3. Bill Nelson Orbited Earth on Board the Space Shuttle Columbia in 1986 While He Was Serving in the House of Representatives
As referenced above, Bill Nelson grew up on land that became the Kennedy Space Center. The center opened in 1962 and is a major employer in Brevard County. Nelson was deeply committed to supporting NASA after becoming a member of the House. He was made chairman of the Science, Space and Technology subcommittee, which oversaw NASA.
Bill Nelson was given the opportunity to launch into space in 1986. He spent six days on board the space shuttle Columbia. He traveled more than 2.1 million miles in 96 earth orbits and logged over 146 hours in space, according to NASA.
The experience was monumental for Nelson. He wrote in his memoir that as a congressman, he felt it was important to truly truly understand what astronauts experienced. “That meant more than simply reading books and visiting the Cape. If I was going to speak about the space program accurately in Congress, I wanted to feel what the astronauts felt,” he wrote in a 1988 memoir entitled “Mission: An American Congressman’s Voyage to Space.”
Nelson described the physical training that went into preparing for a space launch in an interview with the Tampa Bay Times. He explained that he ran four miles per day and had a strict gym regiment. He told the newspaper that he was in the “best shape of my life at age 44. I was on top of everything and quick mentally.”
He also described the moment that he watched the Challenger explode. The space shuttle was launched just 10 days after Nelson landed back on Earth from his own mission on board the Columbia. The Challenger broke apart 73 seconds after takeoff, killing all seven crew members. Nelson wrote in his memoir, “My mind did not want to accept what my eyes were seeing. I kept waiting to see the Challenger emerge out of the smoke.”
4. At Age 76, Bill Nelson Maintains a Healthy Diet & Workout Regiment; He Had Surgery in 2015 After Being Diagnosed with Prostate Cancer
Senator Bill Nelson is 76 years old. But that has not slowed down his workout regiment. In the Tampa Bay Times interview referenced above, Nelson shared that “exercise is just part of my life.”
He is a regular jogger and apparently likes to joke with congressmen several decades younger than he is about their own fitness. Nelson told the Florida newspaper that he sticks to running on grass to protect his knee. He had his left knee replaced and hard pavement would be too strenuous on the joints. He also does push-ups and sit-ups. As for diet, Nelson eats healthy, sticking with chicken or fish with vegetables on a regular basis.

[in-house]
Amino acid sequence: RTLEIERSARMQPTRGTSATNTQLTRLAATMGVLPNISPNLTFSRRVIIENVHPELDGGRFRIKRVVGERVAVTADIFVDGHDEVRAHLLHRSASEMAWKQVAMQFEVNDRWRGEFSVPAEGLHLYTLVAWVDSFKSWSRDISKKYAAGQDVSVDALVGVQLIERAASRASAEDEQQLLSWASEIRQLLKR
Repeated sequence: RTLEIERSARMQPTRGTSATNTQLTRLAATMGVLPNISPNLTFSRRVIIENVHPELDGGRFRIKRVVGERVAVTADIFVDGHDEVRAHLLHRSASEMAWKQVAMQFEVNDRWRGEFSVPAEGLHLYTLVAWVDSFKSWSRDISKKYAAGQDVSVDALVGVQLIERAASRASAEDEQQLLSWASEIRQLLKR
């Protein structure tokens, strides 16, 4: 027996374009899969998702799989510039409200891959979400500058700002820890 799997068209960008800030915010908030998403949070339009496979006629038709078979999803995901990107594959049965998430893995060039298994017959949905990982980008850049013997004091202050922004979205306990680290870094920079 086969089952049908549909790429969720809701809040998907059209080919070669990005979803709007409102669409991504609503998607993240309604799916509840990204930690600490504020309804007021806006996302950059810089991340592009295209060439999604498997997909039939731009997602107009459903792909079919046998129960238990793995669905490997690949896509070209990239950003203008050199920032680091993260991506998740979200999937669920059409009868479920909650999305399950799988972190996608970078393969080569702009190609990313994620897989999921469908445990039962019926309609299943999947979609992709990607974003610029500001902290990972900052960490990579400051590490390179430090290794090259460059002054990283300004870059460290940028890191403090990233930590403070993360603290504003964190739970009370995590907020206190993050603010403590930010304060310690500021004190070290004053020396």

In July 2015, Bill Nelson had surgery after being diagnosed with prostate cancer. The cancer was detected during a routine screening, Politico reported at the time. His wife, Grace, released a statement sharing the good news that doctors were able to remove all of the cancer. She joked that her husband was “raring to go” soon after surgery and wanted to get back to Capitol Hill, but that “the doctors won’t let him out of the house for a few more days.”
5. Senator Bill Nelson Has Been in the Senate Since 2000; He Has a History of Supporting the Space Program & Has Advocated for an Assault Weapons Ban
Bill Nelson has been a member of the U.S. Senate since 2000. He is currently a senior member on three committees: Armed Services, Finance and Aging. He is a ranking member for the Committee on Commerce, Science & Transportation. On his campaign website, Nelson says that he uses his place on the Commerce, Science, and Transportation Committee to push for STEM career training and education programs “so that Florida remains at the forefront of American ingenuity, in order to not only create, but fill the jobs of the future.”
Some of his career highlights in the Senate include:
– Co-sponsor of the Assault Weapons Ban of 2017
– Pushed for funding for Puerto Rico recovery efforts following Hurricane Maria
– Supports the Equal Rights Amendment and marriage equality
– Worked with former Senator Mel Martinez, a Republican, in 2006 to pass a law that banned drilling off the Gulf Coast of Florida
– Created a congressional hotline to help senior citizens avoid scams
Nelson reportedly has a solid relationship with fellow Florida senator Marco Rubio. As reported by USA Today, the two have teamed up on issues, such as supporting the space program and on school safety. Rubio said he would not campaign against Nelson, stating publicly, “I could not ask for a better partner — especially from the other party.”
Senator Nelson’s recent votes include voting against the confirmation of Justice Brett Kavanaugh, voting to reinstate net neutrality rules, and supports rolling back some banking regulations imposed by the Dodd-Frank Act.